British Open 2017: A quick look at the 9 previous Opens at Royal Birkdale

The British Open has been contested nine times at Royal Birkdale, and the venerable track has seen no shortage of excitement. 

The first contest for the Claret Jug at the Southport, Merseyside, golf course was in 1954. Most recently, Padraig Harrington won the jug at the Hawtree and Taylor-designed course in 2008.

In addition to The Open, Royal Birkdale hosted the Ryder Cup twice. It was the site of the famous “Concession,” the 1969 16-16 tie wherein Jack Nicklaus conceded a short putt to Tony Jacklin to halve their match and the competition.

Let’s take a look at the nine previous Royal Birkdale-ian Open:

Year: 1954

Winner: Peter Thomson

Margin: 1 shot.

Runner-up: Bobby Locke, Dai Rees, Sid Scott.

Peter Thomson isn’t a name most younger American golf fans know well, but the man was a British Open dynamo, winning five of the things. He narrowly outlasted Bobby Locke to win his first of the five in 1954.

Year: 1961

Winner: Arnold Palmer

Margin: 1 shot.

Runner-up: Dai Rees

Entering the final round with a one-stroke lead over Dai Rees, Arnold Palmer was steady enough with a final-round 72 to beat Rees by a stroke. It was Palmer’s second trip across the pond for an Open attempt. His third-round recovery shot from behind a bush is commemorated by a plaque today.

Year: 1965

Winner: Peter Thomson

Margin: 2 shots

Runner-up: Brian Huggett, Christy O’Connor Sr.

Thomson bookended his first British Open victory with his fifth at Royal Birkdale in 1965. Both Arnold Palmer and Jack Nicklaus were in the field, but neither could best Thomson. He preserved amid some particularly rough British Open weather during the third round, beating Tony Lima by two strokes.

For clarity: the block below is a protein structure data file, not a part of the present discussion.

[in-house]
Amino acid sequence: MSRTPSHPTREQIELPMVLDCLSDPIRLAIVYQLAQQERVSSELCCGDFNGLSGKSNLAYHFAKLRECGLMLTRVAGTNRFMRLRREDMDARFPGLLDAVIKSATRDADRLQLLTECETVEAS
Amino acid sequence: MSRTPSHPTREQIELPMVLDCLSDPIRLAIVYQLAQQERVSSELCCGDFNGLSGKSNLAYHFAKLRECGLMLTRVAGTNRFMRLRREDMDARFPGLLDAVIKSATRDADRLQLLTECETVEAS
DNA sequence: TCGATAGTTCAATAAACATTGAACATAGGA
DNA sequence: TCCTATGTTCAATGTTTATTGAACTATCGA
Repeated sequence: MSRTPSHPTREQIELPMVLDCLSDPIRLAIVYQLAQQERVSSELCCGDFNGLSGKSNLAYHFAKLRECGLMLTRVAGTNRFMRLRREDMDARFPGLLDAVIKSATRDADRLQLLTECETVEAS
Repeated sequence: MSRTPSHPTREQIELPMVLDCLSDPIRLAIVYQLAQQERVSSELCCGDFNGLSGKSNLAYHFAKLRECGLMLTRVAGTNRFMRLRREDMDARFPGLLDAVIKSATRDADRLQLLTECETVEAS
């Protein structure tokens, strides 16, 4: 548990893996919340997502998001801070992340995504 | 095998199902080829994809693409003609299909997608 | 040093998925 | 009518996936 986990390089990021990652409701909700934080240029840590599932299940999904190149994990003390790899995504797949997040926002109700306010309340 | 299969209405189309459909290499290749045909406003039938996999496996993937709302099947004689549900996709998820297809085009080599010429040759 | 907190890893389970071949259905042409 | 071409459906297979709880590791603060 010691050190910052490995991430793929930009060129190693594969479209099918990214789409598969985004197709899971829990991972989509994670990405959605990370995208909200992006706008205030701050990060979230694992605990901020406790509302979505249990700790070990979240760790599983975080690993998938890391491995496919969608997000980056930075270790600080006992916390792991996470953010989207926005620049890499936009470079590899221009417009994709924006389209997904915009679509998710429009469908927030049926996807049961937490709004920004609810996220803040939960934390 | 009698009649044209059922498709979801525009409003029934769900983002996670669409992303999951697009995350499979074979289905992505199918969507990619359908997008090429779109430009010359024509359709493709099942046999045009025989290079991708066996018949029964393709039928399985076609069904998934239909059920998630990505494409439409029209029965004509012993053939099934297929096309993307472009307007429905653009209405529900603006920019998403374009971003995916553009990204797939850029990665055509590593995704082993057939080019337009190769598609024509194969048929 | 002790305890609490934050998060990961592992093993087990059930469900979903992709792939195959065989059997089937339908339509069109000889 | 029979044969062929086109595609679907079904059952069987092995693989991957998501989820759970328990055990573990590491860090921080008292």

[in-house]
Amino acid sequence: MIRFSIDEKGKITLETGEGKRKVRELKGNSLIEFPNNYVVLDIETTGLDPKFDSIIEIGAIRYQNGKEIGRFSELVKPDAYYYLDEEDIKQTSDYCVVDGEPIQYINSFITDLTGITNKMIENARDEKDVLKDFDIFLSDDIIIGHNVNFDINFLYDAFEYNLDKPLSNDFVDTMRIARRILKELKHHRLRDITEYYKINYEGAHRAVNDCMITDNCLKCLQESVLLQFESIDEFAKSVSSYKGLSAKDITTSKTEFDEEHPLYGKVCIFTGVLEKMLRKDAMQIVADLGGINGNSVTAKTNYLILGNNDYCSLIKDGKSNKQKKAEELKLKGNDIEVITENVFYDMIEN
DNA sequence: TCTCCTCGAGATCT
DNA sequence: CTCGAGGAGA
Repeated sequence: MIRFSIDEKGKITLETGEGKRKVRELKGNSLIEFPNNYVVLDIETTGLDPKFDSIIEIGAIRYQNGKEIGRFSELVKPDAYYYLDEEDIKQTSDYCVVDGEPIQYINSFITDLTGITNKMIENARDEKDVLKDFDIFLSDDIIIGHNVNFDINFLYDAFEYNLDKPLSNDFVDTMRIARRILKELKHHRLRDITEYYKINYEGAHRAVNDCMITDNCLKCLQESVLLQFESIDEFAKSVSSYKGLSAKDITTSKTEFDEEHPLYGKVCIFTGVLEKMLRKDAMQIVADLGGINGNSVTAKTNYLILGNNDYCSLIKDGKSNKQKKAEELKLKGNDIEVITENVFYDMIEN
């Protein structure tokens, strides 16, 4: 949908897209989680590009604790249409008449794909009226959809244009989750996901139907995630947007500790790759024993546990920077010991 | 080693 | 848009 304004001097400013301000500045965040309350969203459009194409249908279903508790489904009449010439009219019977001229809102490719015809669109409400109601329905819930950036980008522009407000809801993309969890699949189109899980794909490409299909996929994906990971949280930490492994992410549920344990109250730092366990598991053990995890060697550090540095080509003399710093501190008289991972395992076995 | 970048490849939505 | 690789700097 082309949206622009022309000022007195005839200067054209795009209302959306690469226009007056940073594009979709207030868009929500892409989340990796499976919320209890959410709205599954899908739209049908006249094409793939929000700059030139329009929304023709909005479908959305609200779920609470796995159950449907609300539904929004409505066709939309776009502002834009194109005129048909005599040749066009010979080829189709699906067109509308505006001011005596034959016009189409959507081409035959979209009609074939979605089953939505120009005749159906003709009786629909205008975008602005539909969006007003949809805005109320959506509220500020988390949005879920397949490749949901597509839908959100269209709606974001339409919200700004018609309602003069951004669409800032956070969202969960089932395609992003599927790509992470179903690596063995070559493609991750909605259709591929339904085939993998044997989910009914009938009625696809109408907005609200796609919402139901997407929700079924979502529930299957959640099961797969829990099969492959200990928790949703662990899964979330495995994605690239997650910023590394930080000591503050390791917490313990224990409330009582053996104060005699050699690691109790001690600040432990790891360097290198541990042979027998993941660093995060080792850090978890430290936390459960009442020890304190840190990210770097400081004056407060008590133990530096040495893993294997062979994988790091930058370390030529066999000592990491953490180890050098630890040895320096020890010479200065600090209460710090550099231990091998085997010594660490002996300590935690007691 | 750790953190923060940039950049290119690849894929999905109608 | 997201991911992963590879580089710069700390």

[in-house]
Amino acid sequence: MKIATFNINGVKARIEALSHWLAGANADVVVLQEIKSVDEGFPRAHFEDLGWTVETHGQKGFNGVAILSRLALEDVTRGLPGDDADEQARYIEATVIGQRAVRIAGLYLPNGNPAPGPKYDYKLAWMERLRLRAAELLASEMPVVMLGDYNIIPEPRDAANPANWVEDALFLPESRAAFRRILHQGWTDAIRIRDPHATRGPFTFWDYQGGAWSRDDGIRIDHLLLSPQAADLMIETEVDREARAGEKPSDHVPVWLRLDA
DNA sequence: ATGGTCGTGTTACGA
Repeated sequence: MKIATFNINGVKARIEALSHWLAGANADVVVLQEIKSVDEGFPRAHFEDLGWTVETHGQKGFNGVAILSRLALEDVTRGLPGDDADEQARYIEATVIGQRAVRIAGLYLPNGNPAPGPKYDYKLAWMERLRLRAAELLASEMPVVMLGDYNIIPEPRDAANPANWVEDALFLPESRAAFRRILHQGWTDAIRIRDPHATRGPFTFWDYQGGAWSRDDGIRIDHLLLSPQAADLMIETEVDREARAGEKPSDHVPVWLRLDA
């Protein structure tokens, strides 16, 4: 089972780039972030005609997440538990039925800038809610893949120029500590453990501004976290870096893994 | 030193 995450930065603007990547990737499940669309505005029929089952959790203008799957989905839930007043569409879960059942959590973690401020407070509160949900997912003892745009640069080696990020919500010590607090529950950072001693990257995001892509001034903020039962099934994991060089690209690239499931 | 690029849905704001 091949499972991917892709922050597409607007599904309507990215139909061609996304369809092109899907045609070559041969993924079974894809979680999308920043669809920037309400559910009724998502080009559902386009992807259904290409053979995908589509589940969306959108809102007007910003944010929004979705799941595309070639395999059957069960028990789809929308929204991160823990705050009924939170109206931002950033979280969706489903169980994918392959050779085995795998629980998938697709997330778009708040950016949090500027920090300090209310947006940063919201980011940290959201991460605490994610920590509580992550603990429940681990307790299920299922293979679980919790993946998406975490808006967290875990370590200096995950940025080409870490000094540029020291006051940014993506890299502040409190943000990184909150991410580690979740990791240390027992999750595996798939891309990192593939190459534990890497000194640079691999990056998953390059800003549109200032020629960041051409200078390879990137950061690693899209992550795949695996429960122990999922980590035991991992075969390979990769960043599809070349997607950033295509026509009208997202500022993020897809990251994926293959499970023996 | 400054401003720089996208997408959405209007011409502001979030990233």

Year: 1971

Winner: Lee Trevino

Margin: 1 shot

Runner-up: Liang-Huan Lu

Lee Trevino was a wire-to-wire winner at the 1971 U.S. Open. Trevino was a man possessed during the summer of 71, winning both the U.S. Open and the Canadian Open. Trevino made a mess of the final hole, carding a seven, but he still won beat Liang-Huan Lu of Taiwan by a stroke.

Year: 1976

Winner: Johnny Miller

Margin: 6 shots.

Runner-up: Seve Ballesteros, Jack Nicklaus

Johnny Miller reprised his final-round brilliance from the 1973 U.S. Open at Oakmont. Trailing by four entering Sunday, Miller carded a final-round 66 while those around him faltered. 19-year-old Seve Ballesteros burst onto the national scene with a runner-up showing.

Year: 1983

Winner: Tom Watson

Margin: 1 shot

Runner-up: Andy Bean, Hale Irwin

Tom Watson not only won five British Opens, but he won them all on different courses. Watson entered the final round with a one-stroke lead. Nick Faldo faltered over the closing holes. Watson fired a superb 2-iron from 210 yards out at the last. Two putts later, the jug was his again. Interestingly, Hale Irwin missed a two-inch putt during the final round that left him on the outside looking in.

Year: 1991

Winner: Ian Baker-Finch

Margin: 1 shot

Runner-up: Mike Harwood

Taking a lesson from his weekend meltdown at the 1984 British Open, Ian Baker Finch carded two stellar weekend rounds of 64-66 to beat Mike Harwood by a stroke. Finchy birdied five of his last seven holes to win.

Year: 1998

Winner: Mark O’Meara

Margin: Playoff

Runner-up: Brian Watts

Perhaps you remember Mark O’Meara won the 1998 British Open in a playoff, but over who? Brian Watts is the answer to that bit of trivia. At 41, O’Meara became the oldest golfer to win two majors in the same year. 17-year-old amateur Justin Rose holed a pitch at the final hole to tie for fourth.

Year: 2008

Winner: Padraig Harrington

Score: 283

Margin: 4 shots

Runner-up: Ian Poulter

No European had won back-to-back British Opens in more than 100 years when Padraig Harrington did it in 2008. Greg Norman, 53, made a valiant attempt at becoming the oldest major champion ever, but he came apart on the back nine Sunday. Harrington hit the shot of the tournament (/his life) with an 5-wood to inside 10 feet for eagle at the 17th hole. He won by four. .

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